“I deserve better than this!" I vented to my college friend over the phone.
What seemed like a dream job out of undergrad had quickly turned into a post-grad nightmare. With a low salary, excessive overtime and a coworker that immediately made me want to throw hands, I was unhappy. After six short months, I was desperately ready to come up with an exit strategy.
When I moved to Las Vegas to become a publicist I was excited to dominate the public relations industry. But what I soon discovered was that my entry-level position wasn't as glamorous as I expected. The tedious and nitty gritty work wasn't fun to me and I immediately felt that I deserved better.
In addition, it didn't help that hundreds of articles told the story about a brave entrepreneur who sporadically quit their job to start their million-dollar business. I wanted to be just like them. But every day, my job reminded me of how far away I felt from my real dreams.
Watching your peers get the promotions and the larger salaries is challenging. So, with barely any notches in my work experience belt, I was already pointing out every reason why I should be further in my career.
But the truth is, I wasn't ready for that leap at all and my bad attitude showed it.
I began messing up on every assignment I received. The more I thought about quitting, the more I made mistakes. Eventually, my boss sat me down to ask what was going on and for the first time I had to evaluate my reality instead of complaining about it.
Asking four key questions, I realized that I was nowhere close to being ready to quit my job. This immediately changed my perspective and after two years (and a promotion), I am happier than I've ever been.
If you are struggling with deciding whether you should take the leap, here is what I asked myself before chunking the deuce to my first real job:
Have I Given This Job My All?
I was often late, was slow to complete assignments, and wasted time on social media. I was not giving my all to this job and it showed through my attitude and lack of success. I had to be honest and admit that I had not given this position the dedication it would take to move to the next level or run my own business. It reminded me of the Bible verse, Luke 16:10 that states, “If you are faithful in little things, you will be faithful in larger ones." It was the countless hours and ugly tasks that would build my character and faith to be elevated. I had to first prove I could handle what was in front of me before I could receive anything bigger.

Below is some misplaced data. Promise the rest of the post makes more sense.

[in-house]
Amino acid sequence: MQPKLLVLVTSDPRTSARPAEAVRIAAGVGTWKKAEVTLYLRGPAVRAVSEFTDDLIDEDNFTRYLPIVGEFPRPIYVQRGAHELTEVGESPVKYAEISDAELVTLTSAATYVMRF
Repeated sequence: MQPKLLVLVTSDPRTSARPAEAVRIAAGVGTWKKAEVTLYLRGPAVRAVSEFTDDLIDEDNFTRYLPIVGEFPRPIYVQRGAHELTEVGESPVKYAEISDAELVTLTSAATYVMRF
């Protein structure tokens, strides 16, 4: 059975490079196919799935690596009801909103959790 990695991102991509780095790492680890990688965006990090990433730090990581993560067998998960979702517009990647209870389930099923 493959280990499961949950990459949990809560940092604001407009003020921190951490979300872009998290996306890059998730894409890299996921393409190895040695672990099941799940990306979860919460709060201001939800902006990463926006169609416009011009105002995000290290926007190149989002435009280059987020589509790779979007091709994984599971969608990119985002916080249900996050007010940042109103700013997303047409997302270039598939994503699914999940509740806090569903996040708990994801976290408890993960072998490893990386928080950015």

Am I On Good and Respectful Terms With My Peers?
I soon discovered that who you know is major for transitions, especially if you stay in the same profession. Whether you are changing jobs or starting your own, it's important to leave on good terms with your boss and peers. Remember the co-worker I wanted to take outside? I decided to make amends. This required me to stop the gossip and learn ways that we could effectively work together. Unless your bosses are highly toxic and abusive, having a positive relationship with your company can help open doors for you down the road.
Do I Have a Vision For My Next Step?
The dirty truth is that I claimed that I wanted to leave my job but had no vision for where I wanted to go. It is impossible to move forward without a plan in place. How would I support myself during the transition? How much money did I want to earn? Was I willing to move out of the city? These were questions that I did not have answers to because I could only focus on how I felt and not the reality of leaving. After deciding to check my attitude toward the job and my peers, I suddenly created the headspace to see new action steps for me in the company long-term. Take out a sheet of paper and write the professional goals that you want to achieve within the next year. You don't have to have it all figured out but you must be clear about where you are headed.
What Frustrates Me About My Current Job?
When asking this question, I realized that I had not talked to my boss about what I was struggling with. Try writing down everything that gets you upset at your job. For example, I felt that my team didn't trust me with projects but in reality I wanted more hands-on responsibility. Identifying my needs helped me to effectively communicate ways to have more satisfaction at work and my team was willing to meet those needs once I revealed them.
If you can answer these questions truthfully and still feel confident about quitting, then you are ready to take that next faith step. But what I realized was that it was my attitude that needed to change, not my job title. One day, I definitely hope to be running things but, in the meantime, I have learned to be grateful for the process of working my way to the top. And with that focus and determination to succeed, I know you'll be there too.
Alaina is a Las Vegas publicist, freelance writer and owner of her website The Glow Up, a post-grad survival blog for the lit and educated. Embracing the raggedy moments of adulthood, she is always looking to push the narrative of loving your truth and chasing your dreams. You can follow her on Instagram or Twitter at @hotlaina_.